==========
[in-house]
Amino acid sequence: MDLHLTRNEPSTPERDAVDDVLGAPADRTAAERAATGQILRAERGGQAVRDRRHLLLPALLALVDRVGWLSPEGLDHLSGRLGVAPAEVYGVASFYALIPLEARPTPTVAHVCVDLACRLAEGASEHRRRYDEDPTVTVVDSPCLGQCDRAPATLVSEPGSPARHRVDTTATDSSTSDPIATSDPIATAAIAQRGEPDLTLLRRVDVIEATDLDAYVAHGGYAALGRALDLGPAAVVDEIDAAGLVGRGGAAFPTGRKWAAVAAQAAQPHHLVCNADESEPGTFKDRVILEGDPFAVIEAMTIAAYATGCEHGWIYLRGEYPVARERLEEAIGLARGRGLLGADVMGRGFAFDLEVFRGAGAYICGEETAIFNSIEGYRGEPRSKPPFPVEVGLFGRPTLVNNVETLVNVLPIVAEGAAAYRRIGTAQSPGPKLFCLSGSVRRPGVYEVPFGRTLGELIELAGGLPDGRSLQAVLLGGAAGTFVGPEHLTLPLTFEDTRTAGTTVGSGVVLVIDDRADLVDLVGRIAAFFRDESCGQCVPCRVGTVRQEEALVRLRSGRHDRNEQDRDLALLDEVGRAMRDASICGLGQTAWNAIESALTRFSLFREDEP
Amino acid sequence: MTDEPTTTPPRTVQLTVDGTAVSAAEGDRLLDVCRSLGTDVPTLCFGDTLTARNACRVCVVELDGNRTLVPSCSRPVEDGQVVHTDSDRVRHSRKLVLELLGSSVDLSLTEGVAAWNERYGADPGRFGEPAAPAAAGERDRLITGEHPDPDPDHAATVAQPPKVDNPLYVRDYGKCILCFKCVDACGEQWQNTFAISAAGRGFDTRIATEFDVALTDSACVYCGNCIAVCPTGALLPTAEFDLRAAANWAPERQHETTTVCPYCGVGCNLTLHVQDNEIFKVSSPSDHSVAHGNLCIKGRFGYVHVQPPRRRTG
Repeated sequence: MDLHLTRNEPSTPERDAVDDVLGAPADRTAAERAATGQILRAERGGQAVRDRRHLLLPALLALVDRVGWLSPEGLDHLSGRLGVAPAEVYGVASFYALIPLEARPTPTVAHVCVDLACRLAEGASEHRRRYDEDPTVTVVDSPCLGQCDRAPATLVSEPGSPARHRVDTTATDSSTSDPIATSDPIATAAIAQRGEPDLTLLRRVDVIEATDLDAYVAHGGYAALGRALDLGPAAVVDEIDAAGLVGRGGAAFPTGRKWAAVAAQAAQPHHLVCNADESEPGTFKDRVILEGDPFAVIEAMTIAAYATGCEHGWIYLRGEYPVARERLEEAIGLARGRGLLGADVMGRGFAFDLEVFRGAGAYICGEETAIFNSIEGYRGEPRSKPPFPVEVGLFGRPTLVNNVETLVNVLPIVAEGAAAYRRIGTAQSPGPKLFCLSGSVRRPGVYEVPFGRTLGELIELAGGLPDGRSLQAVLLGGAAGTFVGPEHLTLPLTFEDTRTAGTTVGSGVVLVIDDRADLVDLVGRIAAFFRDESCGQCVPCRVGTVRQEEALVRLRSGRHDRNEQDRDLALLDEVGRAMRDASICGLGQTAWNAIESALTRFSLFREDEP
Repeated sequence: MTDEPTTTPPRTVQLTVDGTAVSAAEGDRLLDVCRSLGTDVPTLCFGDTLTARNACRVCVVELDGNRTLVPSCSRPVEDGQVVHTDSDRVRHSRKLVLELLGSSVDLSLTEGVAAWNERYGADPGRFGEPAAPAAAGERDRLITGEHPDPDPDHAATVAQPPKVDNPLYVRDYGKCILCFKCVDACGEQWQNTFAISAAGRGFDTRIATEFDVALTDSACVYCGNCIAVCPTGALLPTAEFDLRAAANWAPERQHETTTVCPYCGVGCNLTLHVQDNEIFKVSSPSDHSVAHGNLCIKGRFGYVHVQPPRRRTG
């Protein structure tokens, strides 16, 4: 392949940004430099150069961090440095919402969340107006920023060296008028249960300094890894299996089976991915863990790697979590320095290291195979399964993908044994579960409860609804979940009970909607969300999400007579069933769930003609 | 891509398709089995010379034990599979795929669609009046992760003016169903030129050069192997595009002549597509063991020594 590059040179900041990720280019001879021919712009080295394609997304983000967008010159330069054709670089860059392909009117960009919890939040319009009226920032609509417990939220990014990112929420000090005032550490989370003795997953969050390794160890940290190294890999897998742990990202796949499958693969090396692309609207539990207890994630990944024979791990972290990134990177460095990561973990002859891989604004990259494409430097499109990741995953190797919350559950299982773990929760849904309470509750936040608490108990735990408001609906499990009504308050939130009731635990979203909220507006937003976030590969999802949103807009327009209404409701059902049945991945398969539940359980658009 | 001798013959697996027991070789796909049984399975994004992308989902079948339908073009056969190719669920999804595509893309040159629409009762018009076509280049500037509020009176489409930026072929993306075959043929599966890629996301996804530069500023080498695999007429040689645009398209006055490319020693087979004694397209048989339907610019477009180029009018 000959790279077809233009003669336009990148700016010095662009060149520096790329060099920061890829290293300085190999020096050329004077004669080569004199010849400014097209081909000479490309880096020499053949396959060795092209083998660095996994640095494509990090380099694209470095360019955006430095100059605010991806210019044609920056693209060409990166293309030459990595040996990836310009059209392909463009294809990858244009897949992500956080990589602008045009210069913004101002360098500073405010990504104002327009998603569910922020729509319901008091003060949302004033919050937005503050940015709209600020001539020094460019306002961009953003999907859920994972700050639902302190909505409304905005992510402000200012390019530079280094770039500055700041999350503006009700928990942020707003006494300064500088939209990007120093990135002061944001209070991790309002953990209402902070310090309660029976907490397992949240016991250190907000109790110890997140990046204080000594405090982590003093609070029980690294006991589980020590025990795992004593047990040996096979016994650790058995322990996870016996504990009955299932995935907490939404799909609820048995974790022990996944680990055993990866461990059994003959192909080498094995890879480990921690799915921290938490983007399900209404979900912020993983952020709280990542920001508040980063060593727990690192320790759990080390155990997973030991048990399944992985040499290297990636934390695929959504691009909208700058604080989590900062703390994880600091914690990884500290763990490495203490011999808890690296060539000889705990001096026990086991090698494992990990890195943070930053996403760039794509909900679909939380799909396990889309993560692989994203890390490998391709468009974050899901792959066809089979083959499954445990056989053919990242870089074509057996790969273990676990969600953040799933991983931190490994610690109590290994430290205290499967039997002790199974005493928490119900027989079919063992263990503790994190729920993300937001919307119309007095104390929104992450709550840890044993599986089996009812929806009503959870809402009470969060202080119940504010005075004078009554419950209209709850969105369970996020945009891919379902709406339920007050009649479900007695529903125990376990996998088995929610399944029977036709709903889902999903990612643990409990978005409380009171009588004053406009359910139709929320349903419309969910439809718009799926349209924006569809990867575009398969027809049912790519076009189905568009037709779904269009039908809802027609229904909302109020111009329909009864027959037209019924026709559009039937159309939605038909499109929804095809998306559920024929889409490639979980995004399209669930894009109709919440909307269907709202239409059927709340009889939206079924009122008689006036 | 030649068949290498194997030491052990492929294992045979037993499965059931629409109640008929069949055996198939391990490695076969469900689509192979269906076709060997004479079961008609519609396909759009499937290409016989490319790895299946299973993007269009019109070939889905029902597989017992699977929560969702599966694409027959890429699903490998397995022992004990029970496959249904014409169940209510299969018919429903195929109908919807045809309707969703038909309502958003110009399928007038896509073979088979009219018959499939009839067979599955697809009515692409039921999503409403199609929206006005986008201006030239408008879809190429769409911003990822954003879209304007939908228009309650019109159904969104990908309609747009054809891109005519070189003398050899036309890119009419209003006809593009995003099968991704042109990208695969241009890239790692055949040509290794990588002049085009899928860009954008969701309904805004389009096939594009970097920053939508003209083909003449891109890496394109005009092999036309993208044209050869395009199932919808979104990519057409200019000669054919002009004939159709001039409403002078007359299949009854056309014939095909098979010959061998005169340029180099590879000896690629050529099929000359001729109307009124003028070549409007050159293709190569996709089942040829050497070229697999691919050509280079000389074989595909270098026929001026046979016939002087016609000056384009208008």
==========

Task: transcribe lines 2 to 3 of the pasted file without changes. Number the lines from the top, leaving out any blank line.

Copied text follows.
Amino acid sequence: MDLHLTRNEPSTPERDAVDDVLGAPADRTAAERAATGQILRAERGGQAVRDRRHLLLPALLALVDRVGWLSPEGLDHLSGRLGVAPAEVYGVASFYALIPLEARPTPTVAHVCVDLACRLAEGASEHRRRYDEDPTVTVVDSPCLGQCDRAPATLVSEPGSPARHRVDTTATDSSTSDPIATSDPIATAAIAQRGEPDLTLLRRVDVIEATDLDAYVAHGGYAALGRALDLGPAAVVDEIDAAGLVGRGGAAFPTGRKWAAVAAQAAQPHHLVCNADESEPGTFKDRVILEGDPFAVIEAMTIAAYATGCEHGWIYLRGEYPVARERLEEAIGLARGRGLLGADVMGRGFAFDLEVFRGAGAYICGEETAIFNSIEGYRGEPRSKPPFPVEVGLFGRPTLVNNVETLVNVLPIVAEGAAAYRRIGTAQSPGPKLFCLSGSVRRPGVYEVPFGRTLGELIELAGGLPDGRSLQAVLLGGAAGTFVGPEHLTLPLTFEDTRTAGTTVGSGVVLVIDDRADLVDLVGRIAAFFRDESCGQCVPCRVGTVRQEEALVRLRSGRHDRNEQDRDLALLDEVGRAMRDASICGLGQTAWNAIESALTRFSLFREDEP
Amino acid sequence: MTDEPTTTPPRTVQLTVDGTAVSAAEGDRLLDVCRSLGTDVPTLCFGDTLTARNACRVCVVELDGNRTLVPSCSRPVEDGQVVHTDSDRVRHSRKLVLELLGSSVDLSLTEGVAAWNERYGADPGRFGEPAAPAAAGERDRLITGEHPDPDPDHAATVAQPPKVDNPLYVRDYGKCILCFKCVDACGEQWQNTFAISAAGRGFDTRIATEFDVALTDSACVYCGNCIAVCPTGALLPTAEFDLRAAANWAPERQHETTTVCPYCGVGCNLTLHVQDNEIFKVSSPSDHSVAHGNLCIKGRFGYVHVQPPRRRTG